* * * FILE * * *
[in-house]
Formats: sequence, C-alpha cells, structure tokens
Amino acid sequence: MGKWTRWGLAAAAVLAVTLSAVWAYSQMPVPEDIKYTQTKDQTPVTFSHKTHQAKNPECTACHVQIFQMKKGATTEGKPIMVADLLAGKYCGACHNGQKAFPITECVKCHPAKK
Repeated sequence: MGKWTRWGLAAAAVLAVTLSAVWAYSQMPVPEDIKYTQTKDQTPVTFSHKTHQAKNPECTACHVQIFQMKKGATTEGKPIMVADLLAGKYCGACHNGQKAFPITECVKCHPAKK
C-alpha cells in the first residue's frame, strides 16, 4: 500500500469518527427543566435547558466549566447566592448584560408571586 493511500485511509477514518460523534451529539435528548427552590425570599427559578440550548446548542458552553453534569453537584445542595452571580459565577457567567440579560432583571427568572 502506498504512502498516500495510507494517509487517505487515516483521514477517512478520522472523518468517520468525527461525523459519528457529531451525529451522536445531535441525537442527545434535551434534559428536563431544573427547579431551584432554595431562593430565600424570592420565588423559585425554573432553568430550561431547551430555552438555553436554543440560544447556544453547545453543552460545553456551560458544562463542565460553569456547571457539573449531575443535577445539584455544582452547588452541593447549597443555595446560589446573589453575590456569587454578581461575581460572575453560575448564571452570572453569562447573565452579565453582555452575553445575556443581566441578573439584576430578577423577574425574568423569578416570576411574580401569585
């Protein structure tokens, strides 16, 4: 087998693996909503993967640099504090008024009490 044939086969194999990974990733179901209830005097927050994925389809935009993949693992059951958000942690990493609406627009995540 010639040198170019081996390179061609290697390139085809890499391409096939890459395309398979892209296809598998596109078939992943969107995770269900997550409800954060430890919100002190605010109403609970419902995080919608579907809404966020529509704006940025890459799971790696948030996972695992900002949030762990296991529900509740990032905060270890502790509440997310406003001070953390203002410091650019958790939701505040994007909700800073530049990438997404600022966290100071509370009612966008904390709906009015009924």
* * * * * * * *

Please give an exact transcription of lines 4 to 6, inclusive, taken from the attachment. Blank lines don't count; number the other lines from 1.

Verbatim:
Repeated sequence: MGKWTRWGLAAAAVLAVTLSAVWAYSQMPVPEDIKYTQTKDQTPVTFSHKTHQAKNPECTACHVQIFQMKKGATTEGKPIMVADLLAGKYCGACHNGQKAFPITECVKCHPAKK
C-alpha cells in the first residue's frame, strides 16, 4: 500500500469518527427543566435547558466549566447566592448584560408571586 493511500485511509477514518460523534451529539435528548427552590425570599427559578440550548446548542458552553453534569453537584445542595452571580459565577457567567440579560432583571427568572 502506498504512502498516500495510507494517509487517505487515516483521514477517512478520522472523518468517520468525527461525523459519528457529531451525529451522536445531535441525537442527545434535551434534559428536563431544573427547579431551584432554595431562593430565600424570592420565588423559585425554573432553568430550561431547551430555552438555553436554543440560544447556544453547545453543552460545553456551560458544562463542565460553569456547571457539573449531575443535577445539584455544582452547588452541593447549597443555595446560589446573589453575590456569587454578581461575581460572575453560575448564571452570572453569562447573565452579565453582555452575553445575556443581566441578573439584576430578577423577574425574568423569578416570576411574580401569585
């Protein structure tokens, strides 16, 4: 087998693996909503993967640099504090008024009490 044939086969194999990974990733179901209830005097927050994925389809935009993949693992059951958000942690990493609406627009995540 010639040198170019081996390179061609290697390139085809890499391409096939890459395309398979892209296809598998596109078939992943969107995770269900997550409800954060430890919100002190605010109403609970419902995080919608579907809404966020529509704006940025890459799971790696948030996972695992900002949030762990296991529900509740990032905060270890502790509440997310406003001070953390203002410091650019958790939701505040994007909700800073530049990438997404600022966290100071509370009612966008904390709906009015009924």